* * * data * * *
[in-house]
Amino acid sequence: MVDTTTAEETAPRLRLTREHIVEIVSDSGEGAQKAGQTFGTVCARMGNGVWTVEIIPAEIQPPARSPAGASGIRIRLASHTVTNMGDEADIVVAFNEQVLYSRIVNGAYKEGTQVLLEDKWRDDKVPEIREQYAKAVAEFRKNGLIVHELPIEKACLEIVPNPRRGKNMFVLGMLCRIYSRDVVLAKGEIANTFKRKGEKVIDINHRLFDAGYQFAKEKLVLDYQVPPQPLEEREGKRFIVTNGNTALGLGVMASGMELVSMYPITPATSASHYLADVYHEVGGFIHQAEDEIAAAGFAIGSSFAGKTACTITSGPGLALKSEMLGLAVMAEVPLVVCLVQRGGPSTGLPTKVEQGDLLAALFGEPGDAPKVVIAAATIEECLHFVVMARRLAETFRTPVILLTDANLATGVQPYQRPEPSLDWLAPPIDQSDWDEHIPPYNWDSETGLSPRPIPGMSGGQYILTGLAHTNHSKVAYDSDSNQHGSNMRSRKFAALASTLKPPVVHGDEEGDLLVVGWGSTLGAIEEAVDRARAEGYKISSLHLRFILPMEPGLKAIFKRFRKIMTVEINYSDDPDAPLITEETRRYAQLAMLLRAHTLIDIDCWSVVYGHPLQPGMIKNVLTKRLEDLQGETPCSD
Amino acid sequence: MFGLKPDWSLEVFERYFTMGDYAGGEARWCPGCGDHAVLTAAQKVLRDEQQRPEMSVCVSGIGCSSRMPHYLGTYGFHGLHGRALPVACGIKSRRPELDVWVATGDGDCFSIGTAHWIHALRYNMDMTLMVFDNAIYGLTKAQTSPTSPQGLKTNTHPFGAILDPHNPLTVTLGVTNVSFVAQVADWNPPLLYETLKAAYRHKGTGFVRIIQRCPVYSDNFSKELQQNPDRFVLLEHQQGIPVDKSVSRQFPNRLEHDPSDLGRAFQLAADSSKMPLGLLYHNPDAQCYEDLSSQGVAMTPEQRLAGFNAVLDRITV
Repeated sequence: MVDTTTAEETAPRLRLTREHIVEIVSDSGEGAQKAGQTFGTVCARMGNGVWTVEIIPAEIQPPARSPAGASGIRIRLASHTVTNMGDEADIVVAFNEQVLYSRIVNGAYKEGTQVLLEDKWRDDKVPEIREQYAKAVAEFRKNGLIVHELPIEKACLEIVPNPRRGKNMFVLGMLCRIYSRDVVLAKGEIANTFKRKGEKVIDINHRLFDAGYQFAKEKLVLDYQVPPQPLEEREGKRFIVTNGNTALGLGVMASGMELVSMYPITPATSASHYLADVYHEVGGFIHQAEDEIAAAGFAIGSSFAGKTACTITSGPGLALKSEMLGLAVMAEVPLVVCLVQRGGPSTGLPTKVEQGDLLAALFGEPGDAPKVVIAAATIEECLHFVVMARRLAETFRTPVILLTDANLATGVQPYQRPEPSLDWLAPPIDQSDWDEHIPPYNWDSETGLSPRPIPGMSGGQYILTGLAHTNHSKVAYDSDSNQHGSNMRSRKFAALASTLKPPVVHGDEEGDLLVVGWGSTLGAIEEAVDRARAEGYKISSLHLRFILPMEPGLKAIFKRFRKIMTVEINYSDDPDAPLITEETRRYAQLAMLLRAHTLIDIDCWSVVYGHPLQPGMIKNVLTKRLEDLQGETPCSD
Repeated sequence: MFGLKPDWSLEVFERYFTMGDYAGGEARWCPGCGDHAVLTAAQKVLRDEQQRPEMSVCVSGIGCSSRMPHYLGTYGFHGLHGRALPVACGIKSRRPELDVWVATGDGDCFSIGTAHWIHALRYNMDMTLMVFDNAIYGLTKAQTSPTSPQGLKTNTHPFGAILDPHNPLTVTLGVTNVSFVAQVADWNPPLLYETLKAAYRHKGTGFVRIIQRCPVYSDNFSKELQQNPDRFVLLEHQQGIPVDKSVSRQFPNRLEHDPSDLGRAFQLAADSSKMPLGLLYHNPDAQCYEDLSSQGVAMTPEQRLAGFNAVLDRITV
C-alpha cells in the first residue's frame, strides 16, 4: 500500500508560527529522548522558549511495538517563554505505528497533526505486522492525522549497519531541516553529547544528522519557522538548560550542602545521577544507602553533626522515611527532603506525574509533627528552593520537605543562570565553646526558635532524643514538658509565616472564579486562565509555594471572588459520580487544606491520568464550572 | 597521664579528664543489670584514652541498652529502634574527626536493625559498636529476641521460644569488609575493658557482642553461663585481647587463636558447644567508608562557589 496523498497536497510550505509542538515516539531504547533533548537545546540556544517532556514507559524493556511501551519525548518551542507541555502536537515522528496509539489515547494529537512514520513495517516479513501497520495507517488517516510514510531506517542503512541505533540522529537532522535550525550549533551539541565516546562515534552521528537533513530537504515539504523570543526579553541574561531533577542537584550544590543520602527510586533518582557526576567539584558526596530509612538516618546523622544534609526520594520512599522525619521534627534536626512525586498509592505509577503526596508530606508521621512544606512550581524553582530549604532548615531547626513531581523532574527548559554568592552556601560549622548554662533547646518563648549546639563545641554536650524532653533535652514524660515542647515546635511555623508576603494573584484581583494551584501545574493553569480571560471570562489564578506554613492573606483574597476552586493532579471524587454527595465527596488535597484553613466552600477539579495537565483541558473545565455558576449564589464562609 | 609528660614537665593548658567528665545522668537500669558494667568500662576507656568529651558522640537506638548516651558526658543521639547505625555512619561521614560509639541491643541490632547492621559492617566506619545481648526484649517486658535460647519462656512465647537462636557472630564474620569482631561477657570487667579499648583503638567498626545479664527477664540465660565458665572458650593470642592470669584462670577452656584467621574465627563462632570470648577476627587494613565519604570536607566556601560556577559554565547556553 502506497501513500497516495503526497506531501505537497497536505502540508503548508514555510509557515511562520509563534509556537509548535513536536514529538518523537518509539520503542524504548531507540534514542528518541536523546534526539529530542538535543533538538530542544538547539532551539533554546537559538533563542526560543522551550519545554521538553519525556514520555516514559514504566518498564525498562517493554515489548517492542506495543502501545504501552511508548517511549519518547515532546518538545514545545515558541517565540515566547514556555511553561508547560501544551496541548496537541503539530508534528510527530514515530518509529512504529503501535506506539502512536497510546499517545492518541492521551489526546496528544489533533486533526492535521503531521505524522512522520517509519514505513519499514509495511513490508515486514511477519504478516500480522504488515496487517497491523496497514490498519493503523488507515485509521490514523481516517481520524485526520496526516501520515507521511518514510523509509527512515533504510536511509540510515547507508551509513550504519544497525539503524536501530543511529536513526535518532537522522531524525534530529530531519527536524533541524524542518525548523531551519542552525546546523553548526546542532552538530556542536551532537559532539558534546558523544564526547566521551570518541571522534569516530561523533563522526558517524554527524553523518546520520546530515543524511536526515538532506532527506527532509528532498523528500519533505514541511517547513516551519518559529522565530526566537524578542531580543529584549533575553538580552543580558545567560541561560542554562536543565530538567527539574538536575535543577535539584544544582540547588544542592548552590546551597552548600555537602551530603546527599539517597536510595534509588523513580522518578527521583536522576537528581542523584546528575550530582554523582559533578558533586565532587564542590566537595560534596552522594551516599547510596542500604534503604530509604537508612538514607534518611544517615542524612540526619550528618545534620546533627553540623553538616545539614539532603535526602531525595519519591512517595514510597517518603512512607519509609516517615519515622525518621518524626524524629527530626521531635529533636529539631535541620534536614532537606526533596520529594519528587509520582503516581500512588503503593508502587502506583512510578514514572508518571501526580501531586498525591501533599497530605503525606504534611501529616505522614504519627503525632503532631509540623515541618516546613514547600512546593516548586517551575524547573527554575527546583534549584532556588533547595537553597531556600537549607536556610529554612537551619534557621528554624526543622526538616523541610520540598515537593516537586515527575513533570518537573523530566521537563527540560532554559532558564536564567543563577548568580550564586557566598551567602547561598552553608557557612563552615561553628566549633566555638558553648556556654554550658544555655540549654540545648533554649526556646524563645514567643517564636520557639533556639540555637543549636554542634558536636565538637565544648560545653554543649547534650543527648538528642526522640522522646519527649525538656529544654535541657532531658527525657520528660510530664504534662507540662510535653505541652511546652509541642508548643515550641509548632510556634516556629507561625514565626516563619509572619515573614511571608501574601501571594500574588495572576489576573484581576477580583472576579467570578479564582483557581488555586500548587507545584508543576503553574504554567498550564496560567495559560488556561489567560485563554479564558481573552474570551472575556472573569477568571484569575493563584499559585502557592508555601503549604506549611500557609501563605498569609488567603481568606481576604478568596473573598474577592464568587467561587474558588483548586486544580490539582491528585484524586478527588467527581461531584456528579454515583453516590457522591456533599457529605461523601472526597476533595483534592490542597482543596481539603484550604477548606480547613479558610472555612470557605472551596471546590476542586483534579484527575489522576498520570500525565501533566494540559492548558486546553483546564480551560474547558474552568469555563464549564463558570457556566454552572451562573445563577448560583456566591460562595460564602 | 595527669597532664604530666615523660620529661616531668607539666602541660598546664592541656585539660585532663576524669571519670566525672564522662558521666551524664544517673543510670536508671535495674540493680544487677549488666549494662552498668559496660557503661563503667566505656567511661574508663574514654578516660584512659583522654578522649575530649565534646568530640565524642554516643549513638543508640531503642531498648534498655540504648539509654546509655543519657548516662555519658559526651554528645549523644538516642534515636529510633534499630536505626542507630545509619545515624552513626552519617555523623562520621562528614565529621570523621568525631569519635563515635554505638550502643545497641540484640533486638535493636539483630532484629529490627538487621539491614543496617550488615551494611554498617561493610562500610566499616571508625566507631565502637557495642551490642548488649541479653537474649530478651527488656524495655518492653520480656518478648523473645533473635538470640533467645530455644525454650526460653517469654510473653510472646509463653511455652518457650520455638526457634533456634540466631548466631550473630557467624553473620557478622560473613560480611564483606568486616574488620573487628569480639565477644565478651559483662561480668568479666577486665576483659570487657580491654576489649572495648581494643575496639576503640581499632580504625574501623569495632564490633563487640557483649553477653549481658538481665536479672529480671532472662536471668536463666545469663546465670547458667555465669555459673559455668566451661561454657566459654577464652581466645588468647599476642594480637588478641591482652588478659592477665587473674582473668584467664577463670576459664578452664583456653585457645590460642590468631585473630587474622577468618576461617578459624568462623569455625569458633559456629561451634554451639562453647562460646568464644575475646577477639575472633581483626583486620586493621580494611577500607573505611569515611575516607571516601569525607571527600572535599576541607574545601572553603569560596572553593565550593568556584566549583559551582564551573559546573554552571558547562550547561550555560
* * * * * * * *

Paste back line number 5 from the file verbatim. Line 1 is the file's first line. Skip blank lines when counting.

Repeated sequence: MFGLKPDWSLEVFERYFTMGDYAGGEARWCPGCGDHAVLTAAQKVLRDEQQRPEMSVCVSGIGCSSRMPHYLGTYGFHGLHGRALPVACGIKSRRPELDVWVATGDGDCFSIGTAHWIHALRYNMDMTLMVFDNAIYGLTKAQTSPTSPQGLKTNTHPFGAILDPHNPLTVTLGVTNVSFVAQVADWNPPLLYETLKAAYRHKGTGFVRIIQRCPVYSDNFSKELQQNPDRFVLLEHQQGIPVDKSVSRQFPNRLEHDPSDLGRAFQLAADSSKMPLGLLYHNPDAQCYEDLSSQGVAMTPEQRLAGFNAVLDRITV